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down here in okinawa restaurants very often try to tell you that you CAN'T take home something if you couldn't finish it due to "food safety" issues. all it takes is reminding them that you did in fact pay for the food, not to mention the "horrible things will happen to you if you don't wrap that up for me to take home" face that I give them if they try to tell me no. hey, I paid, and if I don't or can't eat it all at once, tough for them.

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That looks like a Mister Donuts box!

"Just in case the waiter gives you a hassle"

That only happens if you ask him to wrap up your food. Just take along a couple of plastic bags and throw it in there yerself!

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That only happens if you ask him to wrap up your food.

Never had a hassle in any restaurant in safety Japan. In fact, sometimes I just look at the food I didn't eat and the waiter offers to pack it up for me.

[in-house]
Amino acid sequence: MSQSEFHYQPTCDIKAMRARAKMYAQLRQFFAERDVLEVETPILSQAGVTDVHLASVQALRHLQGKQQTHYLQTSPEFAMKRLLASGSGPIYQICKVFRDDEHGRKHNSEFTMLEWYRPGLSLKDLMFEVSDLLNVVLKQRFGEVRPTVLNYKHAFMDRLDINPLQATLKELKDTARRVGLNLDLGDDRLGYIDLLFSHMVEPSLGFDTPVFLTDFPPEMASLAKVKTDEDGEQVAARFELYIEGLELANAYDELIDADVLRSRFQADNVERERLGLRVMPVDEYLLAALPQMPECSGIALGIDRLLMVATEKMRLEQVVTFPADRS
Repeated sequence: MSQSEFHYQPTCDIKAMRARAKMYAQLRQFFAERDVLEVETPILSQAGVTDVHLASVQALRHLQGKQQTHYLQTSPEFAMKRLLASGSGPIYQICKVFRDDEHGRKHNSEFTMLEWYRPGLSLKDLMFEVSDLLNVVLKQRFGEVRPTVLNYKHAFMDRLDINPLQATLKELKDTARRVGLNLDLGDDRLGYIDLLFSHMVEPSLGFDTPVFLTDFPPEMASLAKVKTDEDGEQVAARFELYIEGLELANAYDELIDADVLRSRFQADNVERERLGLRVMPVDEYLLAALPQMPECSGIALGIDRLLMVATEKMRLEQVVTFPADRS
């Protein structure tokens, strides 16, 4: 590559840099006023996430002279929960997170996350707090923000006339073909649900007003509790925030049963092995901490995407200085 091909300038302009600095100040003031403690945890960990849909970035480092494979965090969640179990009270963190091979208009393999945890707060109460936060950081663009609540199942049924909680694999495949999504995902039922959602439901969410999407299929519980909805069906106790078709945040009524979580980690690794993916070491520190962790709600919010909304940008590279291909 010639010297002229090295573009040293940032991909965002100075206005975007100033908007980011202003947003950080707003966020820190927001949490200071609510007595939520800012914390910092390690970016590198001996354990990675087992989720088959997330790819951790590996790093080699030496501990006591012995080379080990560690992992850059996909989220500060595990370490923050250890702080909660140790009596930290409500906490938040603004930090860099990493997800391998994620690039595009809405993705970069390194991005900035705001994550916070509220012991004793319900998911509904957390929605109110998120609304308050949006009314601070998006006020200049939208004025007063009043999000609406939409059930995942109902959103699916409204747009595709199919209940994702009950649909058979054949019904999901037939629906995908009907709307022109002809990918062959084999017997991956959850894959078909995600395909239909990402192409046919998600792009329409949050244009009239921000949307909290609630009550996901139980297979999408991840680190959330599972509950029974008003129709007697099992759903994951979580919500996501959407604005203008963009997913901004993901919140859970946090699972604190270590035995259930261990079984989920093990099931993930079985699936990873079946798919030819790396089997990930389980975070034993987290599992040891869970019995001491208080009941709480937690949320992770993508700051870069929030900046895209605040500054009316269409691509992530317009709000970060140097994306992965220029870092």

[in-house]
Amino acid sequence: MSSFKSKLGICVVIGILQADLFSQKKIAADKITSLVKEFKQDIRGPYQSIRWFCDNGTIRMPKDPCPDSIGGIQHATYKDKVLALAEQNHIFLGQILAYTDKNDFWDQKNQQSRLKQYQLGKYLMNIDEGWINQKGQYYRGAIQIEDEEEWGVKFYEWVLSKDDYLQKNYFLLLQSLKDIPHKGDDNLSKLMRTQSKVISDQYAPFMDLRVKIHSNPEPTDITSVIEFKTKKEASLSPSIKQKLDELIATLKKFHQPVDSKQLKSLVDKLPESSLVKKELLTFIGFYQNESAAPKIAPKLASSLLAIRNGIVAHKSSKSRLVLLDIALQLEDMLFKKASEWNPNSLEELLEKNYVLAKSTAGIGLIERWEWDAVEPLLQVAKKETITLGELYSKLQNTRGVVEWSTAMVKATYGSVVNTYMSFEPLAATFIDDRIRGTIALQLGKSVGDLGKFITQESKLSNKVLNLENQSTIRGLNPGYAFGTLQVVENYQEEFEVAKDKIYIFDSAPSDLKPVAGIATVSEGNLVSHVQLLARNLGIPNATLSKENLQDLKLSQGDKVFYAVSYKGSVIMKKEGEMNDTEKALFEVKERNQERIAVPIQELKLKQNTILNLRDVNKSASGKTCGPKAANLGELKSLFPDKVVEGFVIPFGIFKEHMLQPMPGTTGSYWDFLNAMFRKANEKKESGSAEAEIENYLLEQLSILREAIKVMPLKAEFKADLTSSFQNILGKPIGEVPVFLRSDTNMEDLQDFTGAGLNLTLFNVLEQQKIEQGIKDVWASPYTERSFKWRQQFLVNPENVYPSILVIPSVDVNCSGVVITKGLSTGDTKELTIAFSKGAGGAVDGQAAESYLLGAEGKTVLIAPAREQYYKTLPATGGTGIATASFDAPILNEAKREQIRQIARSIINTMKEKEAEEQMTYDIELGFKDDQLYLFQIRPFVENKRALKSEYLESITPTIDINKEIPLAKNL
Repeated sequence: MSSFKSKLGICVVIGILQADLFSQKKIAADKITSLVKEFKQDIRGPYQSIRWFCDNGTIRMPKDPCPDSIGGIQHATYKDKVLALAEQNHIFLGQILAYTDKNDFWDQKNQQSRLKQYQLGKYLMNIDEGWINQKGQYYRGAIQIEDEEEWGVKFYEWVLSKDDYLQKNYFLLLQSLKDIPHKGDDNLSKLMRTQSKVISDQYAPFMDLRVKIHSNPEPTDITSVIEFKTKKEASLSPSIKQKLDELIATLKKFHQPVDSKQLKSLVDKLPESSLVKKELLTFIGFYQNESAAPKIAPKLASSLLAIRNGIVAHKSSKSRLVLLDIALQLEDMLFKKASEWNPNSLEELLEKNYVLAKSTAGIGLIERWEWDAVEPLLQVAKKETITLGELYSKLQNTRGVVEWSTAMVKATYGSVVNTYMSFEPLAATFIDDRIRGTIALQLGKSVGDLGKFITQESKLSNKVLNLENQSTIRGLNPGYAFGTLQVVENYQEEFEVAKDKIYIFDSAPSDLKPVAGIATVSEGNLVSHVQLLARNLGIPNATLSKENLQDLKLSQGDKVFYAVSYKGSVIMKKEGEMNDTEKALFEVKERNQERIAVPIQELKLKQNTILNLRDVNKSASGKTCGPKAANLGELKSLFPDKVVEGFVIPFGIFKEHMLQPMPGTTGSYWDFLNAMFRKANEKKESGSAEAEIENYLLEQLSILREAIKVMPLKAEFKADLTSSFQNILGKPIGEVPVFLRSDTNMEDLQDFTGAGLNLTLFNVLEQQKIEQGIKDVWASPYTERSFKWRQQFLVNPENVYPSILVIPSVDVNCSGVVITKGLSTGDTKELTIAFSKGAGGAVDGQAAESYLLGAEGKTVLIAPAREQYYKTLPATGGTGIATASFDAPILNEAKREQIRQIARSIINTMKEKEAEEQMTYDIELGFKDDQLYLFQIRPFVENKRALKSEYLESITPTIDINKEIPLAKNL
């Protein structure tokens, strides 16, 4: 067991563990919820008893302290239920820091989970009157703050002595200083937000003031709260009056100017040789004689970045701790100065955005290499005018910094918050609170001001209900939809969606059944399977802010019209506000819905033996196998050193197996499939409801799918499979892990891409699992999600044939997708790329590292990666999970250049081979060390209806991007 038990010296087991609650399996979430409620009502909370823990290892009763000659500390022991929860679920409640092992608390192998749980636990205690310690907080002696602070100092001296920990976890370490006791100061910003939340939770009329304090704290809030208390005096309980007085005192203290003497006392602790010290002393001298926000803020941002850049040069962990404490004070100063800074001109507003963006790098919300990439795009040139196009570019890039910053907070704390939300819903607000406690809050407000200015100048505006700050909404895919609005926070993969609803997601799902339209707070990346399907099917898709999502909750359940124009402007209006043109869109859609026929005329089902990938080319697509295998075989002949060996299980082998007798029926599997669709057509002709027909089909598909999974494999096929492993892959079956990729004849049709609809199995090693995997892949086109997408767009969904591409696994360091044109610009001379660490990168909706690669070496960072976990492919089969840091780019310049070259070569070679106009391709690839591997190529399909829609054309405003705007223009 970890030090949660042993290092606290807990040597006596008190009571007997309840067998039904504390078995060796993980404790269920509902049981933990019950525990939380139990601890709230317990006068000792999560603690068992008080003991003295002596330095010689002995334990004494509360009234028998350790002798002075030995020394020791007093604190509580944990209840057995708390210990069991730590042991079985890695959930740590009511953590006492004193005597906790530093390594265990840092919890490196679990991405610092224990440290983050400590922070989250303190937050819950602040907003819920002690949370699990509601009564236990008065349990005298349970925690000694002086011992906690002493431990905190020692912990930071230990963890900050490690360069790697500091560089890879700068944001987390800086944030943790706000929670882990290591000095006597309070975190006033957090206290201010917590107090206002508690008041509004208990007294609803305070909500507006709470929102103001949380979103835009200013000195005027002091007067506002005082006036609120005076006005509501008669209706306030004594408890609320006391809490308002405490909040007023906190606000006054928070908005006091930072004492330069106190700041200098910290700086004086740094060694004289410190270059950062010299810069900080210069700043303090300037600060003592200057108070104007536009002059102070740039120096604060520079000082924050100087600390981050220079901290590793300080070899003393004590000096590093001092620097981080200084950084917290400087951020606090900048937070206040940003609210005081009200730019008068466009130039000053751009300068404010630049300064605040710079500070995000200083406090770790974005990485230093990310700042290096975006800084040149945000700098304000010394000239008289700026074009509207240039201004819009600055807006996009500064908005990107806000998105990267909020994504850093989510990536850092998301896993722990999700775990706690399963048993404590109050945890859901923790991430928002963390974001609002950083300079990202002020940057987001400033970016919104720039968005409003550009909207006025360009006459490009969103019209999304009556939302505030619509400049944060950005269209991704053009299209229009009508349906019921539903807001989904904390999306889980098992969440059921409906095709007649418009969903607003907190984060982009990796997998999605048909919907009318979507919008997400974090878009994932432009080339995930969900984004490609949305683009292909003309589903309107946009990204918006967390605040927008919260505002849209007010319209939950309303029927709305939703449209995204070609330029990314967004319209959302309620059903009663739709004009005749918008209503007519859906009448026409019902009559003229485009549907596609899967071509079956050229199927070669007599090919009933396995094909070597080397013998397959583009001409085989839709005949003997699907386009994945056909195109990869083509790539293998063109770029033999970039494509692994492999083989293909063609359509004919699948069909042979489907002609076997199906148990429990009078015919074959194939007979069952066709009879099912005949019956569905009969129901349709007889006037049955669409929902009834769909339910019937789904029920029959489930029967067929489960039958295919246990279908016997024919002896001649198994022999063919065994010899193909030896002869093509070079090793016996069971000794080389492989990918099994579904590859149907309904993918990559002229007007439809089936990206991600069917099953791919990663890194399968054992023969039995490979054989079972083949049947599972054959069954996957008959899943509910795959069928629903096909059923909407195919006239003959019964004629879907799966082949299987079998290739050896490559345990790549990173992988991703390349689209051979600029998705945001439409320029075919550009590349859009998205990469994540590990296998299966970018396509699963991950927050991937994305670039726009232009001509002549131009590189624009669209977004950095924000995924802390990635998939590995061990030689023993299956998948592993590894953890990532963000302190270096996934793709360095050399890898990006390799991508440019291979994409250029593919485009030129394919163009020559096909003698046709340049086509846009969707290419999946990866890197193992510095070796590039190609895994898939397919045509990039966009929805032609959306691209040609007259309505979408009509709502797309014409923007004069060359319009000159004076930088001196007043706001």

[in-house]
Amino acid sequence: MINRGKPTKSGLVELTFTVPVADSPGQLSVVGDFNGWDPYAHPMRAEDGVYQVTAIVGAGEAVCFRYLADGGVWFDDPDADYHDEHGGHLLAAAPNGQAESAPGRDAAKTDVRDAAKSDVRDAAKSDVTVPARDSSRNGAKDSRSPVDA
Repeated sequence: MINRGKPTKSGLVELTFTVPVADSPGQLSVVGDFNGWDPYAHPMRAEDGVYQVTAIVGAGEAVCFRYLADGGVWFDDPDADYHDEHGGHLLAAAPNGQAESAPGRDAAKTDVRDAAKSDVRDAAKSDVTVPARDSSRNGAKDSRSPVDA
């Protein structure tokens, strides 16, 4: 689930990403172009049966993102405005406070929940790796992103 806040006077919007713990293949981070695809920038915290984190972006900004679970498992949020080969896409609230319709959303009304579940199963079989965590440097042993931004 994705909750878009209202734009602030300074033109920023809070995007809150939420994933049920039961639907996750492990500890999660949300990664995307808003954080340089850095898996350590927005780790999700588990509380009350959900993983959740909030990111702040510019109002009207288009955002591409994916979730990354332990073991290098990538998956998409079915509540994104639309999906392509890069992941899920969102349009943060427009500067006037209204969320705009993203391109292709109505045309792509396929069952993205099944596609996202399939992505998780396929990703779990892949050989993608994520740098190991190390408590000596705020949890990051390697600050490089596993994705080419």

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Leftover food needs to be stored at the right temperature to avoid food poisoning. Some countries are already looking at banning doggy bags due to health and safety considerations.

I don't like wasting food and I try not to order more than I can eat. Japanese and most European portion sizes are right for me, American portions are usually too large.

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The meals in Japanese restaurants are not large and usually very easy to finish. If I have not finished a meal it is because it is disgusting and the only reason I would take it home would be for me dog (if I had one). Therefor, the term 'doggy-bag' is very literal for me.

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in Japan its impossible to get any uncooked meat for takeout. they are afraid to get hit with a lawsuit. In Japan, that spells certain failure for them.

usually they dont even have the containers prepared. it is definitely tacky to walk around with this box though. real buzzkill during a date.